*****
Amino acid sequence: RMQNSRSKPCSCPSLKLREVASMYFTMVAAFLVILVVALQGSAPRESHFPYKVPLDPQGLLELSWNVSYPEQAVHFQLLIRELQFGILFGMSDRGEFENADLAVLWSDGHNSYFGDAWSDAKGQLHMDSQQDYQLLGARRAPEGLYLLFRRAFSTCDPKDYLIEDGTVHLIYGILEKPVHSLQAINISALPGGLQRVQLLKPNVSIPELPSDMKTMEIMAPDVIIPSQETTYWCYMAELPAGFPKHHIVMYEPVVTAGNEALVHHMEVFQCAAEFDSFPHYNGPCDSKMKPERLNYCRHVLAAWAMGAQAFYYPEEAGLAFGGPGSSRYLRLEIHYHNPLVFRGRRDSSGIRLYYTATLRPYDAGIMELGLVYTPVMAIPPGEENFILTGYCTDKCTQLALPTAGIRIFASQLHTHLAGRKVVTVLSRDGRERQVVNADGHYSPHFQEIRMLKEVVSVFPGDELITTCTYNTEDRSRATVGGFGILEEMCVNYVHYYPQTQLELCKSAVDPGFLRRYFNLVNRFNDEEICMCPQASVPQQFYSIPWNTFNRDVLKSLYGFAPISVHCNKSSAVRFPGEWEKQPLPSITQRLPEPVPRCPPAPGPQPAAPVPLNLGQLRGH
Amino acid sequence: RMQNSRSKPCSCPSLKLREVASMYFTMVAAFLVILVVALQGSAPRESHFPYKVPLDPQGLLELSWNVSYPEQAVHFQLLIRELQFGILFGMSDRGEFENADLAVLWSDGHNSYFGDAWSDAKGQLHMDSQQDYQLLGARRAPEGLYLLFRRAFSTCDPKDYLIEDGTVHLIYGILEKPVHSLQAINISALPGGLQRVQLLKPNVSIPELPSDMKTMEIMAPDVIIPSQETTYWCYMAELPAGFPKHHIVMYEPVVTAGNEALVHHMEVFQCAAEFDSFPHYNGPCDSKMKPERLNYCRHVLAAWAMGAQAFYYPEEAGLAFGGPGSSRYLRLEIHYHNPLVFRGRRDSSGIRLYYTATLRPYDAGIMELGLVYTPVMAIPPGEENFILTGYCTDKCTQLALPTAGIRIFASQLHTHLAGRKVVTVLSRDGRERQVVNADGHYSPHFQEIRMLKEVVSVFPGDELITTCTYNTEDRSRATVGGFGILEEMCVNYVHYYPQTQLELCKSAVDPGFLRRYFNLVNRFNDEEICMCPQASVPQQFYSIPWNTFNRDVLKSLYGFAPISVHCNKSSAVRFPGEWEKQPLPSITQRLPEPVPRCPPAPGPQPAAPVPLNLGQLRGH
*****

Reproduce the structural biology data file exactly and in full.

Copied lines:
Amino acid sequence: RMQNSRSKPCSCPSLKLREVASMYFTMVAAFLVILVVALQGSAPRESHFPYKVPLDPQGLLELSWNVSYPEQAVHFQLLIRELQFGILFGMSDRGEFENADLAVLWSDGHNSYFGDAWSDAKGQLHMDSQQDYQLLGARRAPEGLYLLFRRAFSTCDPKDYLIEDGTVHLIYGILEKPVHSLQAINISALPGGLQRVQLLKPNVSIPELPSDMKTMEIMAPDVIIPSQETTYWCYMAELPAGFPKHHIVMYEPVVTAGNEALVHHMEVFQCAAEFDSFPHYNGPCDSKMKPERLNYCRHVLAAWAMGAQAFYYPEEAGLAFGGPGSSRYLRLEIHYHNPLVFRGRRDSSGIRLYYTATLRPYDAGIMELGLVYTPVMAIPPGEENFILTGYCTDKCTQLALPTAGIRIFASQLHTHLAGRKVVTVLSRDGRERQVVNADGHYSPHFQEIRMLKEVVSVFPGDELITTCTYNTEDRSRATVGGFGILEEMCVNYVHYYPQTQLELCKSAVDPGFLRRYFNLVNRFNDEEICMCPQASVPQQFYSIPWNTFNRDVLKSLYGFAPISVHCNKSSAVRFPGEWEKQPLPSITQRLPEPVPRCPPAPGPQPAAPVPLNLGQLRGH
Amino acid sequence: RMQNSRSKPCSCPSLKLREVASMYFTMVAAFLVILVVALQGSAPRESHFPYKVPLDPQGLLELSWNVSYPEQAVHFQLLIRELQFGILFGMSDRGEFENADLAVLWSDGHNSYFGDAWSDAKGQLHMDSQQDYQLLGARRAPEGLYLLFRRAFSTCDPKDYLIEDGTVHLIYGILEKPVHSLQAINISALPGGLQRVQLLKPNVSIPELPSDMKTMEIMAPDVIIPSQETTYWCYMAELPAGFPKHHIVMYEPVVTAGNEALVHHMEVFQCAAEFDSFPHYNGPCDSKMKPERLNYCRHVLAAWAMGAQAFYYPEEAGLAFGGPGSSRYLRLEIHYHNPLVFRGRRDSSGIRLYYTATLRPYDAGIMELGLVYTPVMAIPPGEENFILTGYCTDKCTQLALPTAGIRIFASQLHTHLAGRKVVTVLSRDGRERQVVNADGHYSPHFQEIRMLKEVVSVFPGDELITTCTYNTEDRSRATVGGFGILEEMCVNYVHYYPQTQLELCKSAVDPGFLRRYFNLVNRFNDEEICMCPQASVPQQFYSIPWNTFNRDVLKSLYGFAPISVHCNKSSAVRFPGEWEKQPLPSITQRLPEPVPRCPPAPGPQPAAPVPLNLGQLRGH